I joined Partners in support six months ago. I had no previous experience of support work, but I had been interested in the role for some time (and I now wish I had taken it up sooner in my working life). I phoned Partners one day to make an enquiry and explain that I would love to work in the sector, and maybe see if I could send my c.v over. I ended up having a 40 minute conversation that made me even more interested in the role, and I was invited to attend an interview that would take a place a few weeks later. The interview was friendly and challenging, and I learned so much more about what the role of a support worker entailed. By the end of the interview, I was absolutely desperate to get the job.

After getting the good news, meet and greets were set up with the two gentlemen I would be supporting, if they were happy with that. They are now two of my favourite people in the world. I couldn’t have been happier with how each meeting went, and got the seal of approval from each of them. A stretch of shadow shifts followed. All of my new colleagues were so welcoming and eager to show me the ropes and watching their interactions and the individual way they each approached support work taught me a huge amount. Crucially, getting to know the guys without shouldering 100% of the responsibility was really beneficial for all of us. As much as I was enjoying the shadow shifts, I couldn’t wait to get officially started.

My shift usually starts in the afternoon and having a chat with whoever I am supporting is the first part of my working day. I’ll ask them how they are and what they have been up to during the day and find out what we will be getting up to that afternoon. Before we can get on with any activities, a handover must be carried out with my colleague. We will double check the days financial and medical records, medicine stock, money tins, and ensure that the keys are not about to walk out of the door with them (very important!) They will let me know how the previous shift has gone and if there is anything significant to tell me, as well as giving me an overview of how the person we support has been behaving and if there is anything I should be keeping an extra close eye on.

Following that, it’s time to start my shift. The activities vary greatly. I could be driving them to collage, taking them to a trampoline lesson, having a kick-about in the park, watching trains come and go at the station, going to the gym, doing a weekly food shop, going on a long walk, or meeting up with friends for a meal. That just scratches the surface, to be honest! When out in the community, the support needed varies greatly. I need to be the eyes and ears when it comes to road safety and other hazards and I also need to be constantly evaluating the environment for anything that could potentially cause anxiety or trigger a negative response. If they are buying something in a shop I will support them by encouraging them to handle the transaction themselves, or reassure them that they will be served soon if there is a queue and praise them for being so patient.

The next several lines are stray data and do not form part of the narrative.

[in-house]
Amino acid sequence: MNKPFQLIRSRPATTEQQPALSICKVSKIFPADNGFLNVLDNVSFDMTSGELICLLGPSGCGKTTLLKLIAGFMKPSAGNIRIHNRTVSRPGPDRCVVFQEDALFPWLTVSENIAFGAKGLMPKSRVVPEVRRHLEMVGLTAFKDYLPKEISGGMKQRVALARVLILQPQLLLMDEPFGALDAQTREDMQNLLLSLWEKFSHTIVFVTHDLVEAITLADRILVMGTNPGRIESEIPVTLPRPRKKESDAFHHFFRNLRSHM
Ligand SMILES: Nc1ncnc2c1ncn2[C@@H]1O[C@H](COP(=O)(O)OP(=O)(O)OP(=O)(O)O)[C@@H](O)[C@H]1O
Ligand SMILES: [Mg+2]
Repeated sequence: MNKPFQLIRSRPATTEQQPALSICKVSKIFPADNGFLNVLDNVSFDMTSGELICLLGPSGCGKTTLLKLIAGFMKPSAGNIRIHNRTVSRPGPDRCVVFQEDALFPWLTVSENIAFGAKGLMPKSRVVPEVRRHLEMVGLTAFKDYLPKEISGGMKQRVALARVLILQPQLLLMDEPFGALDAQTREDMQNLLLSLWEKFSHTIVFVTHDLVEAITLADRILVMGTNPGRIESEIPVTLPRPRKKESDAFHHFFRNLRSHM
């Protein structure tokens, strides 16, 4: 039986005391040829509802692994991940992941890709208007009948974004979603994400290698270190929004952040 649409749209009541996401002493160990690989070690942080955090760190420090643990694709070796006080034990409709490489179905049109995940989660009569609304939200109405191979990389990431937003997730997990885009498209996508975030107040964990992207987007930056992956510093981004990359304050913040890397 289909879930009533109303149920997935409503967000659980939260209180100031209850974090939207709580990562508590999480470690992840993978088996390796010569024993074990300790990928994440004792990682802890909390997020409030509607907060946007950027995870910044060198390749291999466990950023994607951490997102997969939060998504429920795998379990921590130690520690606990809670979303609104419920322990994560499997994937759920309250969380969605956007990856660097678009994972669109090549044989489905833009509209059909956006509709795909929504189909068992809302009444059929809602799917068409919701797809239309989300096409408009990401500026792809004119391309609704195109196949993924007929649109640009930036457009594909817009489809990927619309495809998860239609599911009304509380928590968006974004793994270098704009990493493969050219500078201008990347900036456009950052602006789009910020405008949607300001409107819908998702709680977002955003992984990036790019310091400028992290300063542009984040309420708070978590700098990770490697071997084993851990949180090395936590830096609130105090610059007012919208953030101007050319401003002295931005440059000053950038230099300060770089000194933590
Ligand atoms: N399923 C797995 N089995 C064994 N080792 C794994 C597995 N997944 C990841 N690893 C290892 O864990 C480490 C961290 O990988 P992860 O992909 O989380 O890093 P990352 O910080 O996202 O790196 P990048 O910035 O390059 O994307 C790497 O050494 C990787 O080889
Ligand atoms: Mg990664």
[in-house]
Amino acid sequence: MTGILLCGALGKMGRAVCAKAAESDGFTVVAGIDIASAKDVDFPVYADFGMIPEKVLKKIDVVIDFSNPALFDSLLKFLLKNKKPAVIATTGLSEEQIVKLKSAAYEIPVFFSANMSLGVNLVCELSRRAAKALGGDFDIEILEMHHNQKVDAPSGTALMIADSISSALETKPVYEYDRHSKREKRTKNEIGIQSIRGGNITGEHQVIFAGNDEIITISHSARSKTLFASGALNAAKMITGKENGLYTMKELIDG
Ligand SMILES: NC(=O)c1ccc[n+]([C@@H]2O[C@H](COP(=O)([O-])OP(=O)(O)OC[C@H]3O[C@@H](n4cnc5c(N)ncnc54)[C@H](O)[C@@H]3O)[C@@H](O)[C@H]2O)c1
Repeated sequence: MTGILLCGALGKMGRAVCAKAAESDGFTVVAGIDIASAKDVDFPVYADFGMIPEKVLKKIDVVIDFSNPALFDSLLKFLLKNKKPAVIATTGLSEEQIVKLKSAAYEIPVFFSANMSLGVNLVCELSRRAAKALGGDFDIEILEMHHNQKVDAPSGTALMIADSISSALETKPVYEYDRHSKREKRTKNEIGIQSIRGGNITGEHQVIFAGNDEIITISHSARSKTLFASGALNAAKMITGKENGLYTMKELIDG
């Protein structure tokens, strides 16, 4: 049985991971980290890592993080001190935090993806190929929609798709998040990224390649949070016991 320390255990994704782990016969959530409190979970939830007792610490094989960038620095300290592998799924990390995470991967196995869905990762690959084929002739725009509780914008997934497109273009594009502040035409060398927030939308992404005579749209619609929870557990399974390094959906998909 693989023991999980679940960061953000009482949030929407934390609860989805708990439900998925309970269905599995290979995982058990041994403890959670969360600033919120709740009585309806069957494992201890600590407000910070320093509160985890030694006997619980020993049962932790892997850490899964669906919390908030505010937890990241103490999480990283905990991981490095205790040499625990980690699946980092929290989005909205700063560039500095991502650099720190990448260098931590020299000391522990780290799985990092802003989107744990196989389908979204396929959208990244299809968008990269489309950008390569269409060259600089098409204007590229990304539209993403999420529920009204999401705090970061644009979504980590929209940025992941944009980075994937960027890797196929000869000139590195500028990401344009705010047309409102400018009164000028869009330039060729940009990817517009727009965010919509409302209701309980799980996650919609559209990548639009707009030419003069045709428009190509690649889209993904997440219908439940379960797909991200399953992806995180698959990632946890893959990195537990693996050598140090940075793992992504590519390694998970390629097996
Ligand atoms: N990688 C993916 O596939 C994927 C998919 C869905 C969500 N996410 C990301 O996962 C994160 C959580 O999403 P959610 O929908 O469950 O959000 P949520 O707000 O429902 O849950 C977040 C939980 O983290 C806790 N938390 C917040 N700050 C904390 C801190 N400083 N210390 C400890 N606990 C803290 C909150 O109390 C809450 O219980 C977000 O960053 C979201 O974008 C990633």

Following the afternoon’s activities, we return home. I have learnt that when it comes to jobs around the house, my role as a support worker is to assist. If we are preparing food, their contribution may be to get out a plate or stir something in a pan, or it may be that they are involved in almost every aspect of the task. It’s my job to fill in the gaps, whatever the size, and to offer encouragement, motivation and support.

If there are no plans for the evening, we will spend the night at home. I will support with any jobs that need to be done around the house, administer medication if needed, and support with any personal care required. This is a nice time to spend together as there are no time constraints or activities. Like in most households, we can relax, chat, and unwind a little together. I still have paperwork to complete before I turn in for the night and I will double-check everything that is planned for the following day and make sure everything is prepared.

We begin the next day with breakfast, personal care, and any administering of meds before heading out for the day’s activities.

I love what I do. It is the most challenging and satisfying job I have ever had. I always look forward to work and that’s down to the people I support. This job has its moments, of course, but I came into it with my eyes open. Helping to support someone to become more engaged and involved in their own life and to develop new skills and progress is an enormous privilege. I still have a huge amount to learn and I look forward to it.